Quartz is arguably the most popular kitchen (and bath) countertop surfacing option today, but the industry has other options you should consider.
This was confirmed in the National Kitchen and Bath Association's annual trends survey. The association says quartz is in and granite has been on its way out for a while. Forbes estimates that the granite craze during the housing boom cost the country more than the first Gulf War—$12 billion.
But it’s folly to become fixated on one type of countertop surfacing. In fact, another trend that has permeated kitchen and bath design is the use of multiple complimentary surfaces in one space.
And because there are so many surfacing options, using multiple surfaces is easier than ever. The market today includes marble, soapstone, slate, quartz, concrete, recycled glass/concrete, recycled porcelain/concrete, bamboo, glass, composite resin, paper, aluminum, fiber cement, cork, stainless steel, and on and on.
If money is an issue, laminate is still a good option. Even this old standby has recieved a makeover—there are now tons of colors, textures, and patterns to choose from. It's also easy to find in pre-made tops at big box home supply stores, or can be bought in sheets and glued to a substrate.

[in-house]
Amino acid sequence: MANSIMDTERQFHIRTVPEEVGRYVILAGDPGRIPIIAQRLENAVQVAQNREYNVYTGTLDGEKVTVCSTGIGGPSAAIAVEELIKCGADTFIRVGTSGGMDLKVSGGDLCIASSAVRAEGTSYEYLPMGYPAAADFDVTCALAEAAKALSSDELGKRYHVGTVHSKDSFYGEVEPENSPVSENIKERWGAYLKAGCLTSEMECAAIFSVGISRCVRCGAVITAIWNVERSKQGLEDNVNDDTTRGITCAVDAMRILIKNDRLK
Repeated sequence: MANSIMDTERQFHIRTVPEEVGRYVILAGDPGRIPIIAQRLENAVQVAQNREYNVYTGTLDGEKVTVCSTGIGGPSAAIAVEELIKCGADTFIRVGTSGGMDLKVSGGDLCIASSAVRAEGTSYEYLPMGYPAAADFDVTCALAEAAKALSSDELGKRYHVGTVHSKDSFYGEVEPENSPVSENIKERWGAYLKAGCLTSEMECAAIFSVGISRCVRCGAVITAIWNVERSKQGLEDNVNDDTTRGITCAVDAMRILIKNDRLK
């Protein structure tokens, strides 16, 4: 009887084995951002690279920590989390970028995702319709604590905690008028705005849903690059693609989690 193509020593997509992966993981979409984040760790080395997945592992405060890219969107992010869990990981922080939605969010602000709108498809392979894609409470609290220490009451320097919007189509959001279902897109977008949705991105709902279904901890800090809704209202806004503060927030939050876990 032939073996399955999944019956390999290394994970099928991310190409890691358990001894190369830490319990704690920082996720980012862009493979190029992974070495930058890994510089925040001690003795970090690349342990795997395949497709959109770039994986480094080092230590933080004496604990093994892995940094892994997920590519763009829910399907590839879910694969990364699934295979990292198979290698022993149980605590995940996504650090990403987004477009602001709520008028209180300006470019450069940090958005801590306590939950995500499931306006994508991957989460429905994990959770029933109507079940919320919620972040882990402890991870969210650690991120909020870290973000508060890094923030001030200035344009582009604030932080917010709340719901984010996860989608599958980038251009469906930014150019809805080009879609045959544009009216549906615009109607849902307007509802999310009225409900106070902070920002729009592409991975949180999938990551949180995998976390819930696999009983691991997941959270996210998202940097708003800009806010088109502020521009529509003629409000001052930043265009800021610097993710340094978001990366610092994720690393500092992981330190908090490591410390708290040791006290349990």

And new materials will surely keep coming. Here are 6 products you may not have considered in the past, but should definitely be thinking about for the future.
This glazed lava stone is a made-to-measure surfacing that’s offered in a wide range of finishes from a fine polish through to a rough brush hammer. The manufacturer says it is highly fire, scratch, and stain resistant.
Made from the extremeconcrete line of eco-sensitive materials, the company’s surfacing is available in large formats measuring 60 inches by 108 inches and almost 1¼ inch-thick slabs. It’s made from as much as 85 percent recycled content diverted from waste streams.
3. Thinkglass, Photo by Jimmy White Photography
Made from 100 percent recyclable glass, this top makes a bold statement in the right kitchen or bath project. It can be ordered in any thickness, edge treatment, molded texture, and color.
4. OSO Industries, Photo by Nick Glimenakis
Custom concrete is still a viable option for kitchens and baths. The surfacing can be used for vanity tops and islands and may even have integral sinks and drainboards.
Made in Detroit, this concrete-based material responds to light in strange and interesting ways. The company embeds fiberoptics in the surface that makes them reactive to changes in light intensity and color. It’s available in slabs and tiles.
The manufacturer’s product is a fibrous-cement material comprised of recycled paper, recycled glass, and low-carbon cement. It is hand-cast into “slabs” as an alternative to natural or quarried stone and has the appearance of soapstone or limestone.